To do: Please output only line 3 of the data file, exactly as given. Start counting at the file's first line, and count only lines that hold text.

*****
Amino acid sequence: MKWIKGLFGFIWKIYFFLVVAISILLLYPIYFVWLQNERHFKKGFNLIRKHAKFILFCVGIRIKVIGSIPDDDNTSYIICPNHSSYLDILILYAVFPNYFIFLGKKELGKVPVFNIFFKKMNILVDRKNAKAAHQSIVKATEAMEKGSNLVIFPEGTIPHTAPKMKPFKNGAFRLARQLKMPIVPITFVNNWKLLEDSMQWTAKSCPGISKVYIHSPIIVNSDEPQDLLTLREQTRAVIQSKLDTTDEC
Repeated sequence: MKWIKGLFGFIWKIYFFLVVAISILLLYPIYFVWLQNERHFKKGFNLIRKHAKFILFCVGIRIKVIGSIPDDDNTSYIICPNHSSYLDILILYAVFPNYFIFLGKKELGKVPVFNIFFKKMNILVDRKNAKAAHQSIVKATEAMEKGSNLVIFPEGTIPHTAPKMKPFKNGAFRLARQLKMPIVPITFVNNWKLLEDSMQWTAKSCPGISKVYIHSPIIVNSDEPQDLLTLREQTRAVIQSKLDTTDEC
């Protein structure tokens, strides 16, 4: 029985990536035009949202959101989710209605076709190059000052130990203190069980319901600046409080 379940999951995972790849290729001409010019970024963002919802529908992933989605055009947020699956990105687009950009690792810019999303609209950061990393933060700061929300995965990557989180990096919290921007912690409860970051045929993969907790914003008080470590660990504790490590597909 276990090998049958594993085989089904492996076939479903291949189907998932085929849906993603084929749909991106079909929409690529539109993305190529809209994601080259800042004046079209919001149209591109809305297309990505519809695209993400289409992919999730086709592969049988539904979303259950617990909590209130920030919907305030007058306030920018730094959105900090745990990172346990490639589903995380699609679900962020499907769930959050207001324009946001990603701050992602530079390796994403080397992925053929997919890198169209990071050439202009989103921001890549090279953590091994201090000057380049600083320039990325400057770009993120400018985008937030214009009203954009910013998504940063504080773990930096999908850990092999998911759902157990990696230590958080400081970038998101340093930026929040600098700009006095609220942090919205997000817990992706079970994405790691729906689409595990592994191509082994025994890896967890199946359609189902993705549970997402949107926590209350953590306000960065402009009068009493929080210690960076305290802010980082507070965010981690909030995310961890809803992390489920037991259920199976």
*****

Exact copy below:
């Protein structure tokens, strides 16, 4: 029985990536035009949202959101989710209605076709190059000052130990203190069980319901600046409080 379940999951995972790849290729001409010019970024963002919802529908992933989605055009947020699956990105687009950009690792810019999303609209950061990393933060700061929300995965990557989180990096919290921007912690409860970051045929993969907790914003008080470590660990504790490590597909 276990090998049958594993085989089904492996076939479903291949189907998932085929849906993603084929749909991106079909929409690529539109993305190529809209994601080259800042004046079209919001149209591109809305297309990505519809695209993400289409992919999730086709592969049988539904979303259950617990909590209130920030919907305030007058306030920018730094959105900090745990990172346990490639589903995380699609679900962020499907769930959050207001324009946001990603701050992602530079390796994403080397992925053929997919890198169209990071050439202009989103921001890549090279953590091994201090000057380049600083320039990325400057770009993120400018985008937030214009009203954009910013998504940063504080773990930096999908850990092999998911759902157990990696230590958080400081970038998101340093930026929040600098700009006095609220942090919205997000817990992706079970994405790691729906689409595990592994191509082994025994890896967890199946359609189902993705549970997402949107926590209350953590306000960065402009009068009493929080210690960076305290802010980082507070965010981690909030995310961890809803992390489920037991259920199976």